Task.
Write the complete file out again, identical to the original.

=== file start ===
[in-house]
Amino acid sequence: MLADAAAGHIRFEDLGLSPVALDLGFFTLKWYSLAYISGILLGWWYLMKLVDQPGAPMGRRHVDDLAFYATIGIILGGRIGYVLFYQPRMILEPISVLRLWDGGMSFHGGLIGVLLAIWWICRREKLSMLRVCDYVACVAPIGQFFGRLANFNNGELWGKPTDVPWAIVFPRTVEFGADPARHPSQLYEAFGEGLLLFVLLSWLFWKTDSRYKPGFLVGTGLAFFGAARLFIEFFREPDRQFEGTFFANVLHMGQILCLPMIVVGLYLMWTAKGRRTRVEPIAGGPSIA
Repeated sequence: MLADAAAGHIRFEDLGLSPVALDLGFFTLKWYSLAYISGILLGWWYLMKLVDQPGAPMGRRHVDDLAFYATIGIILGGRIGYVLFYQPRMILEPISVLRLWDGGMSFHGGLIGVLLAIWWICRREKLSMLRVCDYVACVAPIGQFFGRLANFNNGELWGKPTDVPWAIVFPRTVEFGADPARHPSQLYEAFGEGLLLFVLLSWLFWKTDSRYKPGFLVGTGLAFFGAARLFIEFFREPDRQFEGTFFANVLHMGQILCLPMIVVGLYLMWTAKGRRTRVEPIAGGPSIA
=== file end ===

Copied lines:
[in-house]
Amino acid sequence: MLADAAAGHIRFEDLGLSPVALDLGFFTLKWYSLAYISGILLGWWYLMKLVDQPGAPMGRRHVDDLAFYATIGIILGGRIGYVLFYQPRMILEPISVLRLWDGGMSFHGGLIGVLLAIWWICRREKLSMLRVCDYVACVAPIGQFFGRLANFNNGELWGKPTDVPWAIVFPRTVEFGADPARHPSQLYEAFGEGLLLFVLLSWLFWKTDSRYKPGFLVGTGLAFFGAARLFIEFFREPDRQFEGTFFANVLHMGQILCLPMIVVGLYLMWTAKGRRTRVEPIAGGPSIA
Repeated sequence: MLADAAAGHIRFEDLGLSPVALDLGFFTLKWYSLAYISGILLGWWYLMKLVDQPGAPMGRRHVDDLAFYATIGIILGGRIGYVLFYQPRMILEPISVLRLWDGGMSFHGGLIGVLLAIWWICRREKLSMLRVCDYVACVAPIGQFFGRLANFNNGELWGKPTDVPWAIVFPRTVEFGADPARHPSQLYEAFGEGLLLFVLLSWLFWKTDSRYKPGFLVGTGLAFFGAARLFIEFFREPDRQFEGTFFANVLHMGQILCLPMIVVGLYLMWTAKGRRTRVEPIAGGPSIA